With that said, I do have a question for Ryan. I understand that BCH is still young, but now that it's been supported by BitPay and Coinbase, and we have all these new usecases such as Yours, Memo.cash, Joystream, Cointext, why aren't we seeing more transactions on the network? Considering BTC's higher fees and slower transaction times, I don't understand what kind of txs are still being made on BTC. I would have thought the number of txs on the legacy chain would be quickly decreasing while those on BCH would be quickly increasing. I've been monitoring this for a while and I have yet to see a noticeable change in the transaction rate, which usually sits around a 1:10 ratio. So what transactions are still happening on BTC, why haven't we seen all these additions to BCH increase the # of transactions, and when do you think we might start to see an impact? Thanks.
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Are there people/places that can help merchants and users adopt BCH usage??
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Dear Steve and Ryan very excited about this Q&A was seeing if you could include a few things in your book and or podcast. Was seeing if you could add some of the projects in the BitcoinCash globally community. For example the @BCHjeepney , @eatBCH , @cointext , @memo , and some others. I feel this would show the positive digital footprint the BitcoinCash is making around the globe. I know there are so many but I feel it would be great to include some of these achievement with the world. I think all of these projects and others are building a solid foundation for our future and would love to have them included.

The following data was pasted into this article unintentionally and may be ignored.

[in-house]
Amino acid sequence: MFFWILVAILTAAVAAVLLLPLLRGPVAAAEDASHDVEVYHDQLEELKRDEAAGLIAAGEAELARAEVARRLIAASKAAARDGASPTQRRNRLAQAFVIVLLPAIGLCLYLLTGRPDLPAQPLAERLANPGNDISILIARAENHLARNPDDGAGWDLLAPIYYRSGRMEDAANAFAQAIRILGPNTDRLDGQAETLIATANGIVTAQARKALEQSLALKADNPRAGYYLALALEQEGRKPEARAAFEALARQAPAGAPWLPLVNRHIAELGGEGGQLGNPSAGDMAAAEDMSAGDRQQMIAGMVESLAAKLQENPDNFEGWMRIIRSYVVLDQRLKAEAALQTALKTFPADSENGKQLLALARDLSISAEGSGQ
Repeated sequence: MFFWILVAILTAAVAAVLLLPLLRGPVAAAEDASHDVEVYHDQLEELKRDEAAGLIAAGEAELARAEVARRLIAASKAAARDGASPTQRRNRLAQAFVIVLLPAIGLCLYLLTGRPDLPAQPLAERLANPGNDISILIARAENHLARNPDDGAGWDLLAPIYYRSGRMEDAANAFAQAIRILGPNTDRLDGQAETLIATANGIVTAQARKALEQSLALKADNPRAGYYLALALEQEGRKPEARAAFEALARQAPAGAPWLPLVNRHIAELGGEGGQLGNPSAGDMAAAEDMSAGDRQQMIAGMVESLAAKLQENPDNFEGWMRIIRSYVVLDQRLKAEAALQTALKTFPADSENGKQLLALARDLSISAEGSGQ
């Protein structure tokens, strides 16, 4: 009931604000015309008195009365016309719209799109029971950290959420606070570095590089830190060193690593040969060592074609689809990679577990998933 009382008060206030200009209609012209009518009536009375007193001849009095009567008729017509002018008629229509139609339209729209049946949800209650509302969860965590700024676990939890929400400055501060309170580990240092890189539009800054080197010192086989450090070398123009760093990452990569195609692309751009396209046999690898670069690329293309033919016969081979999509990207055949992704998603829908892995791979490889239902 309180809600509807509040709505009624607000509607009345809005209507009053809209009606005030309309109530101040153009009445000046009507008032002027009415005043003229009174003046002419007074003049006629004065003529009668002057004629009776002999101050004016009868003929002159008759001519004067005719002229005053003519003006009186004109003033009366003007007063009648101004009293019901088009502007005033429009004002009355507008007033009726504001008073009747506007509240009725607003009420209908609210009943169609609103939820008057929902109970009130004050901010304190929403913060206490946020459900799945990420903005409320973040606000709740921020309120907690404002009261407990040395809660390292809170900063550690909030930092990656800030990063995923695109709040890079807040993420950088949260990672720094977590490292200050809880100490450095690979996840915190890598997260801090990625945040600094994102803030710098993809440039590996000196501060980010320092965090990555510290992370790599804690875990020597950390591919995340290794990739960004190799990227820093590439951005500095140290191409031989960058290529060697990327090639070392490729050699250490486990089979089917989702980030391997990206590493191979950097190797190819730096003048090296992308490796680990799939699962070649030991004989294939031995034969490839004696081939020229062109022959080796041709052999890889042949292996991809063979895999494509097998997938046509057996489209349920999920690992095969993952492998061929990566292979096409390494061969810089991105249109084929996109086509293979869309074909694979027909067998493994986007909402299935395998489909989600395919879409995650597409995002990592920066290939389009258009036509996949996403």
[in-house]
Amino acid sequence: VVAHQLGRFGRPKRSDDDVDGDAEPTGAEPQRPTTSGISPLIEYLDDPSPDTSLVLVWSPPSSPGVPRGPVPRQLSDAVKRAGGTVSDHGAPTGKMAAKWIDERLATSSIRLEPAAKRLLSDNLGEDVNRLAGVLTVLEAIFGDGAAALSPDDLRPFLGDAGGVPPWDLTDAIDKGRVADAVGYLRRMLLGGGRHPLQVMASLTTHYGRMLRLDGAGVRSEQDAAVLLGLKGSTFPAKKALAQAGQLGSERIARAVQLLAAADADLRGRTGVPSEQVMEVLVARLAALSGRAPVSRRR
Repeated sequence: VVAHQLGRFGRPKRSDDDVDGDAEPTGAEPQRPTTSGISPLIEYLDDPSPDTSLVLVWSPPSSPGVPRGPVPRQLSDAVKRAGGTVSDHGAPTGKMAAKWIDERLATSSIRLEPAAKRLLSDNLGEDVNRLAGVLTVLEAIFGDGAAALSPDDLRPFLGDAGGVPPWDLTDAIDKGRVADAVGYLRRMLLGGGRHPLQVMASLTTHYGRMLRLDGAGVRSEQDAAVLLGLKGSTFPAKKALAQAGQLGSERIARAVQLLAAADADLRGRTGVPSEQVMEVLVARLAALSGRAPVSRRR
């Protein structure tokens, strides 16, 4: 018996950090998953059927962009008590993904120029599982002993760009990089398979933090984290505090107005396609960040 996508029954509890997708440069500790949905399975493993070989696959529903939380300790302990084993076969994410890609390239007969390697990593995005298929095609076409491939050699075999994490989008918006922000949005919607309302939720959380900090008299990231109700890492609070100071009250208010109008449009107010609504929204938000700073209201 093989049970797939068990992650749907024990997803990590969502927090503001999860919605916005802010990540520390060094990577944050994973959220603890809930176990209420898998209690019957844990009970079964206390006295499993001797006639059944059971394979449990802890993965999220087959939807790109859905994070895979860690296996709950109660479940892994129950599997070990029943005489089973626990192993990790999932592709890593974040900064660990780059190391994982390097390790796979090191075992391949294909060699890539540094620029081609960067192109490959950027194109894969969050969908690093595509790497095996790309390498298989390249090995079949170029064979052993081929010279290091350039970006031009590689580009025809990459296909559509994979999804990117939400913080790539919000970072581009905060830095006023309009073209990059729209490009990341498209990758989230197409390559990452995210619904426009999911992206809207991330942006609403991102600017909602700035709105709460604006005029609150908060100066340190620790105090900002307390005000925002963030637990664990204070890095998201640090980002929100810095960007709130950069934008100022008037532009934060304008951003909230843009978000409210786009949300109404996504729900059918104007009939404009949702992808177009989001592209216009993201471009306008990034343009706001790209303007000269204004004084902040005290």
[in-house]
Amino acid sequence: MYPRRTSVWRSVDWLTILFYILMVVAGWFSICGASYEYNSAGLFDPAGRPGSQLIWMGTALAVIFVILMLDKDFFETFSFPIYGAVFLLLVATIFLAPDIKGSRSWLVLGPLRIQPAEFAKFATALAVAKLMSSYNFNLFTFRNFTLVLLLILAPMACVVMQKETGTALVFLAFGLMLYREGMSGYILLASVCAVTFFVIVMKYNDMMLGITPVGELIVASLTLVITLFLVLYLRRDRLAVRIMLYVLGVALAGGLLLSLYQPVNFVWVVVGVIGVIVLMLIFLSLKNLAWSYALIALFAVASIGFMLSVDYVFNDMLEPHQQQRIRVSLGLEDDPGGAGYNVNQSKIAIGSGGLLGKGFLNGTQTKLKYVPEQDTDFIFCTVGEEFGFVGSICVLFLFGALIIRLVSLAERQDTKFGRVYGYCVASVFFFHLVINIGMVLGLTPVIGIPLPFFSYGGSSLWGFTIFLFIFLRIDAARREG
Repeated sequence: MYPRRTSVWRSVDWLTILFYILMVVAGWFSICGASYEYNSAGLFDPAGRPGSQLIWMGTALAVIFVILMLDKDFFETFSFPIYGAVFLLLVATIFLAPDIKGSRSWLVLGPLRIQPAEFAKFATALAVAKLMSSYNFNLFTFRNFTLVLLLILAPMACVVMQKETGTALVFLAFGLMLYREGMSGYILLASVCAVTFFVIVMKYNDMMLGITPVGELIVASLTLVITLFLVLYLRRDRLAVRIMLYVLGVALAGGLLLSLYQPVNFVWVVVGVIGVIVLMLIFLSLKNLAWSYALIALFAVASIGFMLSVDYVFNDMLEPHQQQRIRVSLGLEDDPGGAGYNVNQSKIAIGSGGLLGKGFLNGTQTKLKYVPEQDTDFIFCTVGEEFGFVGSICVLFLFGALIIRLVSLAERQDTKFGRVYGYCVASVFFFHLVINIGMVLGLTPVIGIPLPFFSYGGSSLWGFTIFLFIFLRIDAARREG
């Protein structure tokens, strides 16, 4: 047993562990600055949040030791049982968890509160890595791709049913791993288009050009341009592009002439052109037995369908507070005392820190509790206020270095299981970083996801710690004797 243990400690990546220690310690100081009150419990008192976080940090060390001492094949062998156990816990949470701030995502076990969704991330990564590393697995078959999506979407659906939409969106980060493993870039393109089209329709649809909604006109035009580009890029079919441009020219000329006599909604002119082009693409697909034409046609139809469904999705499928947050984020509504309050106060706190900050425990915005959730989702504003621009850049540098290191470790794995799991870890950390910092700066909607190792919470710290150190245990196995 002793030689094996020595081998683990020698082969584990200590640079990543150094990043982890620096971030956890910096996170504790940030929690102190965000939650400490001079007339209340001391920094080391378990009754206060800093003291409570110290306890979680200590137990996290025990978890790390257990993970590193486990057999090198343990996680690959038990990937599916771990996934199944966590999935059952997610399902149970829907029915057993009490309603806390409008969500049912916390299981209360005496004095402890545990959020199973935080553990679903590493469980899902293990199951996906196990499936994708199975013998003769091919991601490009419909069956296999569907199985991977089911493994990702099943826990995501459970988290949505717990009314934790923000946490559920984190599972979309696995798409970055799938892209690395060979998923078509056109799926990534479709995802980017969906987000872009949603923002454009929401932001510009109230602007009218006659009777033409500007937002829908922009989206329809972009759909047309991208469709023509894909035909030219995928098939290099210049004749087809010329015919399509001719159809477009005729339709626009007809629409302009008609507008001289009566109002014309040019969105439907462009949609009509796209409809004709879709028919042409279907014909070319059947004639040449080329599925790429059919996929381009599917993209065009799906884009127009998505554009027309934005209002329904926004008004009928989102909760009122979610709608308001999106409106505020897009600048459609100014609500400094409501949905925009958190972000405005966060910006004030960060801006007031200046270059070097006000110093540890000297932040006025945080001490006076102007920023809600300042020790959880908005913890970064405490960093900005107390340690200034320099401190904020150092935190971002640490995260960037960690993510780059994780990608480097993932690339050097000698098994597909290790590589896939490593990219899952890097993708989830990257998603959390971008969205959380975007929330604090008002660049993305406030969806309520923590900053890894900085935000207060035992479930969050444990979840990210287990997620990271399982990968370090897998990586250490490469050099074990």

Thank you
MrG
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Ryan is a superstar communicator for the Bitcoin Cash side, eloquent, intelligent, able to give a very balanced account and most importantly understands quite a bit of the technical, economical and social aspects of Bitcoin (as one of very few people in the industry).